Modern Charm: Wellington garden perfect combination of
modern charm and old school appeal
Words Rebecca Lancashire | Photographs Paul McCredie | NZ House & Garden, June 2016
A contemporary Wellington garden accommodates kids and dogs but keeps its old world feel.
The ornate urns flanking the front door at Maria Pippos & Chris O'Brien's Karori Wellington villa were found at California Home & Garden in Miramar; the row of pleached copper beech trees along the fence line pick up the red tones in the upright Berberis "Helmond Pillar and Heuchera "Peach Crisp" planted in front of the verandah; the buxus hedge is underplanted with liriope.
Pretty is the word that springs to mind when visiting Maria Pippos and Chris O’Brien’s garden – but not in a fussy or overblown way. It comes from the subtle mix of colours and textures: white rose petals drifting onto native grasses and dainty maroon pansies echoing a row of copper beech trees.
Maria Pippos in her front garden with Alstroemeria "Casablanca"; the front garden features a row of "Amanogawa" cherry columns along the fence; the garden sculpture is by George Andrews and was purchased at the Martinborough Fair, its hair is Sedum mexicanum "Acapulco Gold" and the pink carpet rose next to it is "Appleblossom"
Just as their turn-of-the-century Karori, Wellington villa acknowledges its past but works as a contemporary family home, so does their garden. There are grand old trees, probably planted around the time the house was built, and lots of roses. But there is also Corten steel edging around the garden beds and plenty of bold foliage.
It may be pretty but it also needs to be practical. This is a large suburban garden, home to three children (Penny, 18, Michael, 15, and Victoria, 12) and two busy dogs (corgis Churchill and Russell). A flat area for kicking a ball (for the children), interesting undergrowth to explore (perfect for dogs) and easy indoor-outdoor flow (that’s for the parents) were top of the list.
Looking back towards the house from the rear garden, pots of hydrangeas, hostas, daisies and more brighten the paved area; the pump is from the original brick well; two water bowls feature Iris versicolor, "Firecrest" water lilies and water hawthorn.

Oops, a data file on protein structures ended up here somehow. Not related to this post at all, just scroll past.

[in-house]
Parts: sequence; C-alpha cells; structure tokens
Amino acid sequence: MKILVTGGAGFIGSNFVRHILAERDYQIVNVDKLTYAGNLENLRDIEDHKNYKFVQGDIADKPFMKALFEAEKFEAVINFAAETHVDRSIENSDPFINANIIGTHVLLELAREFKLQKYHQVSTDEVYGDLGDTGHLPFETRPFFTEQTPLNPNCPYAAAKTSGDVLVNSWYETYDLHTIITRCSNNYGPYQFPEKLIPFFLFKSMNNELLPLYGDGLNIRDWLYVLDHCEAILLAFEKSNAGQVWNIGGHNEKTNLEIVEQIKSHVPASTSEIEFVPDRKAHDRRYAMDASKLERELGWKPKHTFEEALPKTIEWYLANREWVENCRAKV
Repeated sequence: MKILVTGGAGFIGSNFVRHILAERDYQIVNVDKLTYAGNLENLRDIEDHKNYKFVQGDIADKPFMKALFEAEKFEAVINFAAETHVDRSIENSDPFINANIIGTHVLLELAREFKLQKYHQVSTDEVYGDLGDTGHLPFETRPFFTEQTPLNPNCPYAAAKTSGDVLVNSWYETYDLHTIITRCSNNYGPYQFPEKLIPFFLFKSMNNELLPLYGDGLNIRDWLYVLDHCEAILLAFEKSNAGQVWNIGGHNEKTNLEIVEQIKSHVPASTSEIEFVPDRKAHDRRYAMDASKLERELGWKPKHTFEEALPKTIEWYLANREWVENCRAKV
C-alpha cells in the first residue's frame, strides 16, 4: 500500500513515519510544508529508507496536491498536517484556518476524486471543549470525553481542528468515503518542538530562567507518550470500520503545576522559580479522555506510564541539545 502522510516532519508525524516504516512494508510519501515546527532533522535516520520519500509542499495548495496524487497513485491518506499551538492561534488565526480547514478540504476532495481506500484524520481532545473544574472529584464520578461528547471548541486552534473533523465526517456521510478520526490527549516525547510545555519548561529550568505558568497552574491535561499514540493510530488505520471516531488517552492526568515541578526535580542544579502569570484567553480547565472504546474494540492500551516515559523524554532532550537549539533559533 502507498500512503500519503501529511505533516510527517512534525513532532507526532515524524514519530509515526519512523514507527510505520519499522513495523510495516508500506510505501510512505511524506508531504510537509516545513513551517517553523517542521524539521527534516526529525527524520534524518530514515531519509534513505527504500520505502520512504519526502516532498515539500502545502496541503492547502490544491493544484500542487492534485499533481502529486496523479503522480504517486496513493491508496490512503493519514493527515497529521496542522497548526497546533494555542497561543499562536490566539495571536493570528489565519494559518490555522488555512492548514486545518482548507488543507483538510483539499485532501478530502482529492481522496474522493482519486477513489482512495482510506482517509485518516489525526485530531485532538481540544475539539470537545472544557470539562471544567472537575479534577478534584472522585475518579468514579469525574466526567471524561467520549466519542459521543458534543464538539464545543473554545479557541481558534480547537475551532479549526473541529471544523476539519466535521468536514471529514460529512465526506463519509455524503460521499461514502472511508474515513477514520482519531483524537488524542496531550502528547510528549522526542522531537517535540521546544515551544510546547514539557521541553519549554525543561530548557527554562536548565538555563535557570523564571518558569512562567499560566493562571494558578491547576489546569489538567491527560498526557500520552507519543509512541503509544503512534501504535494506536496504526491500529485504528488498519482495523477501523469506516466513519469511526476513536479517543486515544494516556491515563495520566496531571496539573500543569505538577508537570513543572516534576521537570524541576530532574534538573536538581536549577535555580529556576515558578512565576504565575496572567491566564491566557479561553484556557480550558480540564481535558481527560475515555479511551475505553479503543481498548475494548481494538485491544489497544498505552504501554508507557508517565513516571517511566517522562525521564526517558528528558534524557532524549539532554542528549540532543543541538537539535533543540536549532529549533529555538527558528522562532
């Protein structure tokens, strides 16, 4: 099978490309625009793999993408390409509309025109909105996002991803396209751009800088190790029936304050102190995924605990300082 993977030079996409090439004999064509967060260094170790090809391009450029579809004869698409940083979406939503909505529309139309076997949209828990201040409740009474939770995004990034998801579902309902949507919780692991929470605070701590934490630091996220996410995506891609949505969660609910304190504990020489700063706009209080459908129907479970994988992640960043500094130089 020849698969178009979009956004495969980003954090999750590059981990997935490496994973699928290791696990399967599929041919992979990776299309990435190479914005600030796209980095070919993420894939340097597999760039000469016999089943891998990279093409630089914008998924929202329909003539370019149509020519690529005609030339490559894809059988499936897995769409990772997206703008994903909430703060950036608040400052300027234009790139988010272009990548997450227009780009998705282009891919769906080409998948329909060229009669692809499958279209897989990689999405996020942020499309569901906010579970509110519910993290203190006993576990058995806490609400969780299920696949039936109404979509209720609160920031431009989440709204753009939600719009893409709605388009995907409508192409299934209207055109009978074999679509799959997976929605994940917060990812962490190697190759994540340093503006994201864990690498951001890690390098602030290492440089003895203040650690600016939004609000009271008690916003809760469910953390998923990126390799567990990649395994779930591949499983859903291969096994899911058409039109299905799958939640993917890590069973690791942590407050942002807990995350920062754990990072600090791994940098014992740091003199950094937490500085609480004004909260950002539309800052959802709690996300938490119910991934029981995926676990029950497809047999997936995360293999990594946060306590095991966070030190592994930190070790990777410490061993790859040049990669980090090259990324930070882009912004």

After 19 busy years in the house, adding a second storey and a family along the way, the garden had not been Maria and Chris’ first priority. The couple, both lawyers (although Maria is not currently practising), had inherited traditional cottagestyle grounds with a rose arbour, established trees and even an original brick well.
“The garden had been loved and looked after but it was a bit dated,” Maria says. The backyard had appealed because it was green, sheltered and private. “The trees reminded Chris of his childhood in Christchurch,” she says.
Buxus "Green Gem"
liriopes & mondo grass
An old rhododendron in flower beside the gardens rear clay bank; two urns planted with evergreen fuscias are on either side of the "stairway to heaven"
But there were challenges: the east-facing section slopes in two directions and there is a steep clay bank at the rear. It features a mysterious set of stand-alone steps – Chris believes the section must have once included more land. “We call it the stairway to heaven,” he says. And on the south side, their neighbour is an unattractive electrical substation.